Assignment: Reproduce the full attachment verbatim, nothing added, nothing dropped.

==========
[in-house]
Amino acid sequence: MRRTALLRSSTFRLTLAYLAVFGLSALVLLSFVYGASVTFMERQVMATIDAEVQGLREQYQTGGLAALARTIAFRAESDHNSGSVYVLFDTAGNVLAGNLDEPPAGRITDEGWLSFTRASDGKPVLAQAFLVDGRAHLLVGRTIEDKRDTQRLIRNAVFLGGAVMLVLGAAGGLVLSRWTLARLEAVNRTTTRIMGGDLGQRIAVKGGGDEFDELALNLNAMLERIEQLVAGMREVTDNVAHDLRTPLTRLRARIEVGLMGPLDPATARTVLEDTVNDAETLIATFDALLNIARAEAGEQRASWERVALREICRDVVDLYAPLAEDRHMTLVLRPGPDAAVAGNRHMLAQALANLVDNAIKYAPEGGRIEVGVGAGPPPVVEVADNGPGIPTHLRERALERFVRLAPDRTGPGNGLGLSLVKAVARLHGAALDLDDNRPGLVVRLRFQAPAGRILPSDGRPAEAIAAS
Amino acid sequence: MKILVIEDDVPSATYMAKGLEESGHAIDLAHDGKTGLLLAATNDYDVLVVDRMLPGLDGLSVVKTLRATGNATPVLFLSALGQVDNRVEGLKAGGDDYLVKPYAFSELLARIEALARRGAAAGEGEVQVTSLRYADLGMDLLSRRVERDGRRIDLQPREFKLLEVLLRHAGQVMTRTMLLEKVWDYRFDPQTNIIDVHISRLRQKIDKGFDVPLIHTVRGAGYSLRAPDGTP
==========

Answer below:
[in-house]
Amino acid sequence: MRRTALLRSSTFRLTLAYLAVFGLSALVLLSFVYGASVTFMERQVMATIDAEVQGLREQYQTGGLAALARTIAFRAESDHNSGSVYVLFDTAGNVLAGNLDEPPAGRITDEGWLSFTRASDGKPVLAQAFLVDGRAHLLVGRTIEDKRDTQRLIRNAVFLGGAVMLVLGAAGGLVLSRWTLARLEAVNRTTTRIMGGDLGQRIAVKGGGDEFDELALNLNAMLERIEQLVAGMREVTDNVAHDLRTPLTRLRARIEVGLMGPLDPATARTVLEDTVNDAETLIATFDALLNIARAEAGEQRASWERVALREICRDVVDLYAPLAEDRHMTLVLRPGPDAAVAGNRHMLAQALANLVDNAIKYAPEGGRIEVGVGAGPPPVVEVADNGPGIPTHLRERALERFVRLAPDRTGPGNGLGLSLVKAVARLHGAALDLDDNRPGLVVRLRFQAPAGRILPSDGRPAEAIAAS
Amino acid sequence: MKILVIEDDVPSATYMAKGLEESGHAIDLAHDGKTGLLLAATNDYDVLVVDRMLPGLDGLSVVKTLRATGNATPVLFLSALGQVDNRVEGLKAGGDDYLVKPYAFSELLARIEALARRGAAAGEGEVQVTSLRYADLGMDLLSRRVERDGRRIDLQPREFKLLEVLLRHAGQVMTRTMLLEKVWDYRFDPQTNIIDVHISRLRQKIDKGFDVPLIHTVRGAGYSLRAPDGTP